All I can say is that it did my own mental health the world of good. There are times when I felt quite choked up reading this book; times when it felt like my own life was on the page; times when I laughed and marvelled at the daring way that King risks undercutting his own story with silly humour but never quite goes that one step too far; and times when I simply enjoyed the visceral thrills of a well-written, well-drawn superhero comic.
It’s a fantastic read that rates alongside King’s Vision as an outstanding, brilliantly-conceived and cleverly-constructed superhero comic, and I’ll happily rebuy the new hardcover edition and enjoy it all over again later this year.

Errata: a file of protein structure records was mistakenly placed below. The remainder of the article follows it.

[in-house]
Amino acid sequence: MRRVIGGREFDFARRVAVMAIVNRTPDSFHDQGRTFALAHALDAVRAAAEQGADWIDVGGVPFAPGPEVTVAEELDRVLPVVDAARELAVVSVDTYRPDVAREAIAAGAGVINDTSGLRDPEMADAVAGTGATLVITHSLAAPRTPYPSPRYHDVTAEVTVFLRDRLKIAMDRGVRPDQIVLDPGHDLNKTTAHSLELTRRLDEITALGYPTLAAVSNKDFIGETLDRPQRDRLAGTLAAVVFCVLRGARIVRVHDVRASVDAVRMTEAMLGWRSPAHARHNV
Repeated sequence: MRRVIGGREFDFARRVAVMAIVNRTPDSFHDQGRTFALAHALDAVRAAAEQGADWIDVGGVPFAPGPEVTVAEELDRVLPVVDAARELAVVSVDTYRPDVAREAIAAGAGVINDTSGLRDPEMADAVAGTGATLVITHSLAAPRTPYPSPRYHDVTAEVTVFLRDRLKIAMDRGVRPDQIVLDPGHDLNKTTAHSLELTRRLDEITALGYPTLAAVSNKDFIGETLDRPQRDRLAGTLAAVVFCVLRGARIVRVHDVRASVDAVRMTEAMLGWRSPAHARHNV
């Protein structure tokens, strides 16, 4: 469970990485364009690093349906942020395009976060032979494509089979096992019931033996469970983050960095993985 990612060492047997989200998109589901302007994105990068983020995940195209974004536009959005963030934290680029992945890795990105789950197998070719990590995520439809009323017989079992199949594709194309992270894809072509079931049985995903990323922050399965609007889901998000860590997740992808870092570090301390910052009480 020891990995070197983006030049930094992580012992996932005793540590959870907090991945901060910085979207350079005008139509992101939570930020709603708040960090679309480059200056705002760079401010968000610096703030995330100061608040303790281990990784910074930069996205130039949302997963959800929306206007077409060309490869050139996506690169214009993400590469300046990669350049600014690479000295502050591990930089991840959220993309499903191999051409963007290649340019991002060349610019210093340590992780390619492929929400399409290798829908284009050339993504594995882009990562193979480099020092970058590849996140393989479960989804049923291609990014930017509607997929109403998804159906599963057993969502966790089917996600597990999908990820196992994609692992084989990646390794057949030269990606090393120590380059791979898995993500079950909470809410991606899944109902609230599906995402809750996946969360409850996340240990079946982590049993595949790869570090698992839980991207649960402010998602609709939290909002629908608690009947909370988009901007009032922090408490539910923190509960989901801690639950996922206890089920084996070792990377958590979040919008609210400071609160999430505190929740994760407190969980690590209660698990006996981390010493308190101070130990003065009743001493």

Great review, Dave. I really think this book is going to be a classic.
I don’t think I’ve loved a new series like this since I read the White Knight TPB last year. DC are putting out some great books lately.
I like that they collected it as a full 12-issue TPB too. It wouldn’t work split into two six-issue collections.
I still have White Knight in my digital read pile. I really think I’ll enjoy it.
I’ve been on a bit of a Sean Murphy kick since reading it. As it happens, this arrived today.
I didn’t love it first time around but I want to give it another chance.